Living our faith: Sharing God’s blessings
In this extract from a homily, Msgr Philip Heng, S.J. urges us to put our faith in God, and cautions that our self-centred tendencies, though human, pull us away from eternal life with God. We are reminded to use our time, talent and resources for the betterment of the Church.
Rev Msgr Heng reminds us that self-centred tendencies keep us from God.
Photo: Catholic Foundation
Dear brothers and sisters in Christ,
You and I have faith and that is why we gather for Mass. While our foundation in Jesus as our Lord and Saviour is the same, each of us experiences and lives our faith in our own unique way.
Jairus and the unclean woman
For example, in Mark 5:21-43, we have two very different people who are in desperate need: Jairus the synagogue official and the poor woman suffering from haemorrhage. While it is clear that both have tremendously deep faith, allowing them to break the conventions of their respective statuses to seek a miracle, they expressed their faith differently.
Upon seeing Jesus, the elite Jewish official, Jairus fell to his knees and pleaded for Jesus to heal his dying daughter. Jesus was moved with compassion when he saw the great faith and humility that Jairus had. When news came that his daughter had passed on, Jesus raised her back to life.
On the other hand, the woman who suffered from haemorrhage needed the cure for herself, not someone else. She was banned from coming into contact with anyone in public as she was seen as “unclean” and others feared being possessed by the demons in her. However, in her deep faith, she thought to herself that by merely touching His clothes she would be well again. Rising above her social stigma, breaking all the social norms, she squeezed through the crowd and reached out for Jesus.
Trusting fully in God
Reflecting on Jairus and the unnamed woman, we learn that an essential part of our faith is our response to trials and desperation in our lives. We must dare to believe strongly that Jesus will always respond to our needs if we plead earnestly for His help. We have to also remember that only God, in His infinite wisdom and goodness, knows what is best for us, not only what we need in this world, but also for our eternal salvation.
Everyone in the world wants a meaningful, happy life. Unfortunately, the truth is that not all of us, not every Christian, is willing to entrust our lives and our future to God as fully as we ought to. We want to seek God’s will, but at the same time, we do not want to let go of our self-centred tendencies.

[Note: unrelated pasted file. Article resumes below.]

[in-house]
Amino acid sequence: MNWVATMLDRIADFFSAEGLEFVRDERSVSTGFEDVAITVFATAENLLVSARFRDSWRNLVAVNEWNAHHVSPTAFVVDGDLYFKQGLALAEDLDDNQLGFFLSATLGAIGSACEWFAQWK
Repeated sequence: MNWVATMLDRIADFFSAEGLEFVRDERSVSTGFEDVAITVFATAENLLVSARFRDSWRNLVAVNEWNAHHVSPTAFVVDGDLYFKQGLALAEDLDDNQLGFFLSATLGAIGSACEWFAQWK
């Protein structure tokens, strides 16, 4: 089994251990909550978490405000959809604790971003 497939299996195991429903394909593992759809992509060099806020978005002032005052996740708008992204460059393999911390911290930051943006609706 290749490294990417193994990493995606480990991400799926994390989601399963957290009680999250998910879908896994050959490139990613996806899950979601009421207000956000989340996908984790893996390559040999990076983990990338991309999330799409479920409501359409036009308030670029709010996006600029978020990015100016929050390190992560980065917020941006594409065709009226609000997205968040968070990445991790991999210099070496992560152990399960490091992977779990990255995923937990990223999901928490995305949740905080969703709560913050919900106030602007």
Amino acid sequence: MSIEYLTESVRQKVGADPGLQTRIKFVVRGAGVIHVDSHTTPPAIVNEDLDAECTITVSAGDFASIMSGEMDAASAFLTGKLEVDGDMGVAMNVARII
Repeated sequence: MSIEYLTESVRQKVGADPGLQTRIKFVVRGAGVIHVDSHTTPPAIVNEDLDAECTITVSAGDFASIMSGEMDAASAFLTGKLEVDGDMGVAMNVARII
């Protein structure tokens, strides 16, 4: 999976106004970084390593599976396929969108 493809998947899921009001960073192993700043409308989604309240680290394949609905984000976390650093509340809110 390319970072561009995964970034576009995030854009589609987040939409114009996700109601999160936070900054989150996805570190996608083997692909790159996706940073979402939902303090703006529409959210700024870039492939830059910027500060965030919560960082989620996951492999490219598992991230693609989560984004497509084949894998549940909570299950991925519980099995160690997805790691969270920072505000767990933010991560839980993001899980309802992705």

I have no doubt that if God had answered all my petitions, based on what I thought I wanted in life and what I thought was good for me, I would surely not have become a Jesuit religious and an ordained priest today. We want to get into heaven after our time on earth, but we still live as though our choices and actions are not connected to life after death.
Sharing God’s blessings
More specifically, we continue to be attached to all the blessings, including the material wealth that God has given us, and are not willing to share them with others –
the poor, the needy and the Church. We even condition ourselves to think that there is no need to share, as these blessings are ours to keep. How true is this?
Imagine a rice farmer who receives a gift – a huge lake of clean water. Soon after, his country experiences a drought, neighbouring rice fields dry up and their crops die. Is it unreasonable to expect this person to share his abundance of water for the good of his fellow farmers? Can he, who has been so blessed to receive such a great gift, claim that he has no obligation to share his blessing with those in need?
Today, we need to ask ourselves, “Can I honestly say that I am not guilty of the sin of omission? Do I believe that I have generously used God’s abundant blessings for the good of the poor, the needy and the Church?” Quite honestly, I believe many of us Catholics are in one way or another guilty of this.
Meeting the needs of the Church
This is the main reason why the Archdiocese is finding it so difficult to raise the necessary funds through the GIFT campaign for our Archdiocese’s needs. It is not that our Catholics do not have enough to share. Even if a quarter of our Catholics were willing to share the abundant blessings of time, talents and wealth for the needs of the Church, I have no doubt that it would take only six months to raise the resources that the Archdiocese has been desperately appealing for.
It is just that most of us are too used to a culture that reinforces the belief that it is a “big and painful sacrifice” to give to the Church. However, the truth is that we, who have received ample blessings from God, are only asked to return a portion, for the needs of the Church.
The Church believes in providence. Each of us needs to as well. We need to entrust our lives, our future and our hopes to God.
In times of trial and desperation in our lives, we are challenged to remain strong in our faith. Approach and trust Jesus and never give in to the darkness and deceptions of discouragement and self-pity, as these can easily lead us to lose our trust in Him. He wants to show us His compassion, His love and His peace.
However, our self-centred tendencies are keeping us from Him. Let us remember to be generous and share the blessings that were freely 8iven to us.